Could this be the last photo taken by Picture Post ?
Frank got into photography inspired by photographs taken by his Dad who had traveled the world with the Royal Marines.
Views of the Far East and of ships of the Royal Navy adorned the home. Photos hung on every wall. Further inspiration came from the weekly arrival of the Picture Post magazine.
At seven years old Frank Pocklington was taking pictures on a homemade pinhole camera with the help of his older brother.
After leaving school at fourteen he got a job as a messenger on the Times Newspaper but hated it and left as soon as he could, joining the Hulton Press as a messenger for the Picture Post and their sister publications ‘Housewife’, ‘The Leader’ and ‘Farmers Weekly’. Two years as a messenger and then into the darkroom in 1945 and a few more years later, in 1952 he was handed a camera and sent off on his first assignment.
After a picture editor test of photographing a large clock in a shop window in Covent Garden, a proper assignment came along and he was sent to Burghead near Elgin in Scotland where a three-masted schooner was docked.
The training ship run by Outward Bound, a youth charity was going to be the subject of a Picture Post photo spread. Frank was expected to meet the reporter Tim Raison but due to London congestion, Frank missed his berth on the overnight sleeper out of Euston and had to catch the next train at 1100 hrs the following morning. A poor start to his photography career.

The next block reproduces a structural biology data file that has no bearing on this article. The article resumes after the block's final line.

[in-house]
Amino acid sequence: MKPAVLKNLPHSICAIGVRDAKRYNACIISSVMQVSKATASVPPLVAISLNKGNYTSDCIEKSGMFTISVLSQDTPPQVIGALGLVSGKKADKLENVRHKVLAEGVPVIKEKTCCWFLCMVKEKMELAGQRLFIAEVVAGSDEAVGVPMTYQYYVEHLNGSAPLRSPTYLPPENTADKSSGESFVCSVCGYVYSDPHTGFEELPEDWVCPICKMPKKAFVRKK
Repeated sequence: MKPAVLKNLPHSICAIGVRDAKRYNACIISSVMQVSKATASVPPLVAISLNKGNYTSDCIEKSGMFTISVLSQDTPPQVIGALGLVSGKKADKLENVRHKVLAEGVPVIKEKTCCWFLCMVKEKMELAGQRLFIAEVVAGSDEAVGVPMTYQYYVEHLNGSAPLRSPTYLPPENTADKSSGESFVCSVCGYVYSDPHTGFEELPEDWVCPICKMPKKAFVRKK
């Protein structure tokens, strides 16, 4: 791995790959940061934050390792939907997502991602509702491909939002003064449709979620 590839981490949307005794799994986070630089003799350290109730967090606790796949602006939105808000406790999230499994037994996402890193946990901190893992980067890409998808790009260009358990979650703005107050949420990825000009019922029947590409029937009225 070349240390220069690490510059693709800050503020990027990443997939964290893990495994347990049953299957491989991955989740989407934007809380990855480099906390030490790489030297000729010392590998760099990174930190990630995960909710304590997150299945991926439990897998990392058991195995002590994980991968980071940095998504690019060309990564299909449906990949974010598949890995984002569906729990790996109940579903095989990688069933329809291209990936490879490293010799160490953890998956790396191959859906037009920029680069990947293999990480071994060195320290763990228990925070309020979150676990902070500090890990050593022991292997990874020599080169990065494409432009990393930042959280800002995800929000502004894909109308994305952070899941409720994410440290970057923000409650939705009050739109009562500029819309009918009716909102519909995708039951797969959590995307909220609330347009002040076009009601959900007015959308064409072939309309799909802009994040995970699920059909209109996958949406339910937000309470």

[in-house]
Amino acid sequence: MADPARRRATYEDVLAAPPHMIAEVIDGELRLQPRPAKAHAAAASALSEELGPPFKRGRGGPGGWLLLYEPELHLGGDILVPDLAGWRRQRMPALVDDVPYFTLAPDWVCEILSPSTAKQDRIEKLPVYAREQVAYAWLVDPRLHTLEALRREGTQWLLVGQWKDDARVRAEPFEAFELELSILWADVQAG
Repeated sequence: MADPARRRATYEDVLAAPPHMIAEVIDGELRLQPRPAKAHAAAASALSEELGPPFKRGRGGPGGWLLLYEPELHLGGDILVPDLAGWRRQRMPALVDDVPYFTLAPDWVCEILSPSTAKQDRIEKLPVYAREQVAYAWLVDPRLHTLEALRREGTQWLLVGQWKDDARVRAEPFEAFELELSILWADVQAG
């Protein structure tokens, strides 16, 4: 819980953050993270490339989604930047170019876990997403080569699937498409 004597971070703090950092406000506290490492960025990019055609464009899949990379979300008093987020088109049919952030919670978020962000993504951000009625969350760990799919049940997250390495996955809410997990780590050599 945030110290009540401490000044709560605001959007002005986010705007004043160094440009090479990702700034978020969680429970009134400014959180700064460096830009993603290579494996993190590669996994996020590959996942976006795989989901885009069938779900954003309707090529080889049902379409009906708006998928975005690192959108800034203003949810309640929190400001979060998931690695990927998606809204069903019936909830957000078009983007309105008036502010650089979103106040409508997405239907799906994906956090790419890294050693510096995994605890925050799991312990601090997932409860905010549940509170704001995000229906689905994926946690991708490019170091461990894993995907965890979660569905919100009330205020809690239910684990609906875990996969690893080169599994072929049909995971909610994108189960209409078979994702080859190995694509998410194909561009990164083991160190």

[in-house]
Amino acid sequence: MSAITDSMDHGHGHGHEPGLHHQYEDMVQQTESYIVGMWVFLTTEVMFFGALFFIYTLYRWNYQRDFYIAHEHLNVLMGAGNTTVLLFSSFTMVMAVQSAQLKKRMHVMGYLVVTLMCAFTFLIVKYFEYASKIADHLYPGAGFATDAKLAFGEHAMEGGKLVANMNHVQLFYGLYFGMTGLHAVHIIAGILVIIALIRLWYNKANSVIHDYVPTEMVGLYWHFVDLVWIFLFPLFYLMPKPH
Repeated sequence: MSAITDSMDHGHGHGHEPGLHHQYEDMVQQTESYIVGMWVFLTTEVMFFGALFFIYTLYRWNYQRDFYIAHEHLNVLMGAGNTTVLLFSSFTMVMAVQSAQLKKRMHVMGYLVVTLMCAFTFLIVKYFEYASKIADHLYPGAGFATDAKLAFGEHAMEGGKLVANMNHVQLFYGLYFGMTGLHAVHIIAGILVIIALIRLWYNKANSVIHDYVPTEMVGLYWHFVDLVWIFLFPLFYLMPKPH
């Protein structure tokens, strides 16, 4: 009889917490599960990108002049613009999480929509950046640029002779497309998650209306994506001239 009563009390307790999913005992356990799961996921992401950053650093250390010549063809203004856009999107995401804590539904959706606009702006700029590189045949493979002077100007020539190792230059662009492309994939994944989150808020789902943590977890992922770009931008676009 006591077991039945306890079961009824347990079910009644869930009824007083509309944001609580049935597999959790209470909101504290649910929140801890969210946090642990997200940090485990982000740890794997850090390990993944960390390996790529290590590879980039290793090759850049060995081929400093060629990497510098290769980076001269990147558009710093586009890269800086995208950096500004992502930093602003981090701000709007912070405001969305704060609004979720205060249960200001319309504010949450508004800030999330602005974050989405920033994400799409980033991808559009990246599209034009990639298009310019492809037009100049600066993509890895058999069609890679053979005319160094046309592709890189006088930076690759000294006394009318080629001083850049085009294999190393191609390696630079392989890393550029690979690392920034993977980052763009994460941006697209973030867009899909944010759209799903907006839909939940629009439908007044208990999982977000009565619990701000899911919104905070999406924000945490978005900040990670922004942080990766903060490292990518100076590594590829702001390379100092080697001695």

At Picture Post his inspiration was photographer Bert Hardy ‘he was the tops’ Frank tells us.
He was a also great fan of photographer Haywood Magee who gave Frank his photography bag, which he still owns over sixty years later when Haywood went off to join the Royal Flying Corps and took the first aerial photographs of Troy in August 1923.
Frank was asked about his favourite story for Picture Post. He told us that it was the last one he ever took for the magazine in June 1957. He was assigned to a photo essay about retired east enders and the financial hardships that they were suffering. It was a photograph of a woman sitting at a table having her lunch, which was never published due to the news that greeted him when he returned to the office.
The staff were gathered in editorial and were being addressed by Edward Hulton ” it’s all over. I have decided to fold the magazine” he told the anxious staff. As Edward Hulton was leaving the room after delivering this bombshell the phone rang, in the shocked silence of the newsroom, the theatre critic, picked the phone up and answered the inquirer with the response ‘ I’m sorry he has just jumped out of the window’.
Picture Post had finally been overtaken by the new kid on the block, Television. Advertisers were deserting Picture Post in droves in preference for the new medium and along with the controversy of a picture story shot in Korea that the publisher was against, but was published despite his instructions otherwise, Picture Post was gone.
Pondering his future Frank gathered along with the other photographers around the Picture Desk.
”Bill Stacey picture editor of the Picture Post was sitting at his desk when the phone rang. After listening to the caller, Bill responded and said ‘yes he’s here ‘ and passed me the phone.